Bruckneriana will bring together Davies, Bruckner and Skrowaczewski

20 November 2023, 14:00
Bruckneriana will bring together Davies, Bruckner and Skrowaczewski

Davies- Skrowaczewski - Bruckner. Three musical personalities will meet in the upcoming program of the Brno Philharmonic under the name Bruckneriana. The concerts will take place on Thursday and Friday at the Janáček Theatre.

“The Brno Philharmonic’s chief conductor, Dennis Russell Davies, was the head of the Bruckner Orchestra in Linz for fifteen years before his Brno engagement. Thanks to frequent performances of his works there, he has deeply penetrated not only his music, but also its interpretative particularities and pitfalls. He is one of the most renowned Bruckner conductors and every performance of a Bruckner composition is a powerful experience,” said Vítězslav Mikeš, program director of the Brno Philharmonic. Polish-American conductor and composer Stanisław Skrowaczewski was a similarly acclaimed Bruckner interpreter. In addition to his long-standing friendship with Davies, they also share the fact that they have both conducted and recorded all of Bruckner’s symphonies. “Moreover, the 100th anniversary of the birth of the important Polish composer and conductor was commemorated by the music world on 3 October this year,” Mikeš noted. The concerts will take place on Thursday 23 and Friday 24 November at the Janáček Theatre and will start at 7 pm.

Skrowaczewski’s Passacaglia immaginaria will open the evening. It was written in 1995 and was nominated for the Pulitzer Prize. As its title suggests, it is conceived as a metamorphosis of the traditional Baroque form, reworking the old form with contemporary means. It hypnotically repeats and then alters the bass, over which more and more themes unfold.

The second half of the evening belongs to Anton Bruckner, who is considered one of the greatest symphonists in history. He made no secret of his inspiration by Richard Wagner, whom he admired. “Through his symphonies Bruckner tells stories and dramas, although they are not directly spoken. They reflect the turbulent interior of a man with huge ambitions and a creative ego, who is at the same time crippled by an eternal and strong neurosis and feelings of hurt and a lack of recognition. He feels connected to eternity yet at the same time he cannot distance himself from unfavourable criticism or from the disrespect with which contemporary jokers and caricaturists regale him,” said music publicist Boris Klepal.

Bruckner’s symphonies require a large orchestra, placing high demands on the orchestra’s performance, artistic rendition and the audience’s attention. Symphony No. 6, which the Philharmonic performs, is very demanding in terms of rhythm alone. “In general, Bruckner's music should not be over-examined from the outside and judged on the basis of individual aspects. The best way is to jump into it headfirst, immerse yourself for a long time, become as much a part of it as possible and try to feel and understand it from the inside. Similarly, it is advisable - especially with the Sixth Symphony - to observe the orchestra as a whole rather than in individual instrumental groups. In this very symphony, one could be deprived of the beautiful timbre, perhaps the most beautiful ever created by a composer,” Klepal pointed out.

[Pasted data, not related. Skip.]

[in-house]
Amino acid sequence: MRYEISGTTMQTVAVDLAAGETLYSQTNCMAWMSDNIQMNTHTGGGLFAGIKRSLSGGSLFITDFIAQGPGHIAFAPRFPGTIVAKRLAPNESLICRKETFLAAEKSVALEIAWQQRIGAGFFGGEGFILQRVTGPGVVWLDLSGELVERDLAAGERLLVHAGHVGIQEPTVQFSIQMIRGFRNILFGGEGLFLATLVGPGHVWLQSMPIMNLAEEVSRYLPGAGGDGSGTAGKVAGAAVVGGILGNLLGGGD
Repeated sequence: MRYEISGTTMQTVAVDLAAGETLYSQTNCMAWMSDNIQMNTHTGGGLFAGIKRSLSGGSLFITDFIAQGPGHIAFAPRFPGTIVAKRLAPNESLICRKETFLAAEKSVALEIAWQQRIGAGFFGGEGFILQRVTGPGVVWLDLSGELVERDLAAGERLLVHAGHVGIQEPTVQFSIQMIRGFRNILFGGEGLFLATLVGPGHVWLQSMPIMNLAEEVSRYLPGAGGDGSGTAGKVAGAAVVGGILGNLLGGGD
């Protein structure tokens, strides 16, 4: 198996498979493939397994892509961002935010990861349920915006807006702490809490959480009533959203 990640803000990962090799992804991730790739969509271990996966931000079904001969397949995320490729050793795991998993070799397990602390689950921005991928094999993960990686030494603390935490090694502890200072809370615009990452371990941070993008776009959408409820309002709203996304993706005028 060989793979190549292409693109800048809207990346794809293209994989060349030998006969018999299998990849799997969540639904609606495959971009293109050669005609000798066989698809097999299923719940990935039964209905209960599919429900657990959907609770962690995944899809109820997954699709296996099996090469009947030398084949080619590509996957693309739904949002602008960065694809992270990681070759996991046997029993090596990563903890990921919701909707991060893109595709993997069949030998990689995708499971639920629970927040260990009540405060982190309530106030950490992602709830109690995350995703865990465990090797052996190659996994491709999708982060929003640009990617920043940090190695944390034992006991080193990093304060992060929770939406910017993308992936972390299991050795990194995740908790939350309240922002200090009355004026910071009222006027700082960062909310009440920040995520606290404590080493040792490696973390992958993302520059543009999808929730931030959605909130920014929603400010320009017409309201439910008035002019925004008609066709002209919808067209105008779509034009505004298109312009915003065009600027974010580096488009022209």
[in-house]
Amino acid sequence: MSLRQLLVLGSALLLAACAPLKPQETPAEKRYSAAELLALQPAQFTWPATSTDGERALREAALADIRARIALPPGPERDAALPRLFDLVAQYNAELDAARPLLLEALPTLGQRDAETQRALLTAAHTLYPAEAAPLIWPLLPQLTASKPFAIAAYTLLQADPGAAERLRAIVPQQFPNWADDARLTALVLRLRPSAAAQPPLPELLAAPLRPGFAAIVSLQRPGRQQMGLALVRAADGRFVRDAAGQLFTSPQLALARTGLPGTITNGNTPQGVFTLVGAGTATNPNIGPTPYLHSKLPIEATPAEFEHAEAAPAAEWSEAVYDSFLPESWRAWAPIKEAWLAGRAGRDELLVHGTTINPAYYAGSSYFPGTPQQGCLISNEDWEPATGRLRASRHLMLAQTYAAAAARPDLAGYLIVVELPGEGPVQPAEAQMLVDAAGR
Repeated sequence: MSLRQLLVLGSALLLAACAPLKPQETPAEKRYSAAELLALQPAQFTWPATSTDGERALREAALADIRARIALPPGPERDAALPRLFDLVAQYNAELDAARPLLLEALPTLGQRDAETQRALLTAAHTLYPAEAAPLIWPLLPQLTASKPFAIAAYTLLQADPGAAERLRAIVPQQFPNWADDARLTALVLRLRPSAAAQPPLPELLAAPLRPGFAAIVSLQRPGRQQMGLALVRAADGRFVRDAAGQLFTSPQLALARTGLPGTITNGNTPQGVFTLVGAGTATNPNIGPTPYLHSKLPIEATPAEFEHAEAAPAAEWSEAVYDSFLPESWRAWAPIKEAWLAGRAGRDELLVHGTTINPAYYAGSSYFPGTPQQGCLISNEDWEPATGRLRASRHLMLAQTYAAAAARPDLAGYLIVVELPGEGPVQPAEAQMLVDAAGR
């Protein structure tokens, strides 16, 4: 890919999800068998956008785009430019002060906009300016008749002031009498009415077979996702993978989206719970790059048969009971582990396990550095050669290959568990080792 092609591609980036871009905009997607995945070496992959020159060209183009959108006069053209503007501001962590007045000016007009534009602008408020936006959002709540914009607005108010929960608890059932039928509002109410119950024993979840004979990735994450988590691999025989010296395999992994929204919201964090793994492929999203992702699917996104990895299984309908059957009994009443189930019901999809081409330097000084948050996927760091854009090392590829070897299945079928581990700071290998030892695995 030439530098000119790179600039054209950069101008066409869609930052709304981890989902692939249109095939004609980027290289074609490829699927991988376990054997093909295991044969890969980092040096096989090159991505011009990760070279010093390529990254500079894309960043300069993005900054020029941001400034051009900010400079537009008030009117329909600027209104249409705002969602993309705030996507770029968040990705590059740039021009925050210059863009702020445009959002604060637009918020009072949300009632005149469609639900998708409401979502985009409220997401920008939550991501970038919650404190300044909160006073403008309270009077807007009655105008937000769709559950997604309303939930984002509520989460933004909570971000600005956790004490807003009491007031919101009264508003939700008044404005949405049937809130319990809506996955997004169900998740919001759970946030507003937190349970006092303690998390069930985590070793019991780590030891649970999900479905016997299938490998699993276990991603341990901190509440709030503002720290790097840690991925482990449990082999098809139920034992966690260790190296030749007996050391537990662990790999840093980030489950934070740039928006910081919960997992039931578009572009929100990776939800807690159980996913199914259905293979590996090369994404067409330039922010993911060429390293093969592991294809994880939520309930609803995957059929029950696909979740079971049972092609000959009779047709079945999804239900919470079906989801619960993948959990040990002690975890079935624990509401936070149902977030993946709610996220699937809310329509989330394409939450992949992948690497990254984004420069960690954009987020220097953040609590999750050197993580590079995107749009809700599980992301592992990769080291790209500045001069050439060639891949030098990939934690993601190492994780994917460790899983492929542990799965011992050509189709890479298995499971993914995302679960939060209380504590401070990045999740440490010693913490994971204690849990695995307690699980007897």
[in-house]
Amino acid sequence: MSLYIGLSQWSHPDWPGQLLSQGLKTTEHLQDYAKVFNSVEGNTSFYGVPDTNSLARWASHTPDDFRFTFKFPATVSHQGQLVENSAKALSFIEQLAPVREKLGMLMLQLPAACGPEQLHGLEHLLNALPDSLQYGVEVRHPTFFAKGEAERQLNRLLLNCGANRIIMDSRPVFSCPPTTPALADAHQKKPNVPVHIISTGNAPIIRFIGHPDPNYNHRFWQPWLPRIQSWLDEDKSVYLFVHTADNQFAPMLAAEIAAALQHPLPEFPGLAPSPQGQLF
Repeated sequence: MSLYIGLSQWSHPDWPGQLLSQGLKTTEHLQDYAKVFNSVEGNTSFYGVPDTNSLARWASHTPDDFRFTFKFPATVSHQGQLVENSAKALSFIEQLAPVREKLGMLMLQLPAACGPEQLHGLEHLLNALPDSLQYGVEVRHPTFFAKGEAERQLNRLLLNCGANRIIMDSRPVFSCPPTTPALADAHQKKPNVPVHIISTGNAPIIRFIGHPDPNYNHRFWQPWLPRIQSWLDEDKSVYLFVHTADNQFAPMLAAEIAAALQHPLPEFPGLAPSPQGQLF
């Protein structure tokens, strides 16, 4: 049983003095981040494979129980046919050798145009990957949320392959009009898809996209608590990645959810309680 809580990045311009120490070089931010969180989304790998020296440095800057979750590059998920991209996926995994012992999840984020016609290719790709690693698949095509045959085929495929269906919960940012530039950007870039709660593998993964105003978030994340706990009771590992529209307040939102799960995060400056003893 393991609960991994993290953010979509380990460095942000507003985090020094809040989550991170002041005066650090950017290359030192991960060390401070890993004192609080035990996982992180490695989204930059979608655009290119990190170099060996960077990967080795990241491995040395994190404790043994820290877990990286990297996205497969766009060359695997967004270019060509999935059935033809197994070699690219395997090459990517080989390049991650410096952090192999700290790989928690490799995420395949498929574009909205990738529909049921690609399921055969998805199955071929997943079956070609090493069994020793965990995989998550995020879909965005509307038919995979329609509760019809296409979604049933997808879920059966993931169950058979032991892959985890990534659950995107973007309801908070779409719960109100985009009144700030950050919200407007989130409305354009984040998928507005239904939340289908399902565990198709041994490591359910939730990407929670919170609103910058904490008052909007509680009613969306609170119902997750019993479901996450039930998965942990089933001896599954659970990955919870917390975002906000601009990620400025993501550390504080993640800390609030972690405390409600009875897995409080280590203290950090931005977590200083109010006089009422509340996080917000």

By linking Skrowaczewski and Bruckner, the concert intersects several lines of musical history from the turn of the Renaissance and Baroque through monumental Neo-Romanticism to the present day.

Photo: archive of the Brno Philharmonic



No comment added yet..

Connection, unity, contemplation - these words can be used to describe the musical evening of Schola Gregoriana Pragensis under the direction of David Eben and organist Tomáš Thon, which took place yesterday as part of the Easter Festival of Sacred Music at the church of St. Thomas. Not only the singing of a Gregorian chant, but also the works of composer Petr Eben (1929-2007) enlivened the church space with sound and colour for an hour.  more

With a concert called Ensemble Inégal: Yesterday at the church of St. John, Zelenka opened the 31st edition of the Easter Festival of Sacred Music, this time with the suffix Terroir. This slightly mysterious word, which is popularly used in connection with wine, comes from the Latin word for land or soil, and carries the sum of all the influences, especially the natural conditions of a particular location and on the plants grown there. This term is thus metonymically transferred to the programme of this year's VFDH, as it consists exclusively of works by Czech authors, thus complementing the ongoing Year of Czech Musicmore

For the fourth subscription concert of the Philharmonic at Home serieswhich took place on 14 March at the Besední dům and was entitled Mozartiana, the Brno Philharmonic, this time under the direction of Czech-Japanese conductor Chuhei Iwasaki, chose four works from the 18th to 20th centuries. These works are dramaturgically linked either directly through their creation in the Classical period or by inspiration from musical practices typical of that period. The first half of the concert featured Martina Venc Matušínská with a solo flute.  more

The second stop on the short Neues Klavier Trio Dresden's Czech-German tour was at the concert hall of the Janáček Academy of Music on 6 March at 16:00. A programme consisting of world premières by two Czech and two German composers was performed in four cities (Prague, Brno, Leipzig and Dresden).  more

The last opera première of the National Theatre Brno this year was Hurvínek Sells the Bride, which was co-produced with the Spejbl and Hurvínek Theatre. The première continued the thematic focus associated with the Year of Czech Music and took place on 24 November in the large hall of the Reduta Theatre.  more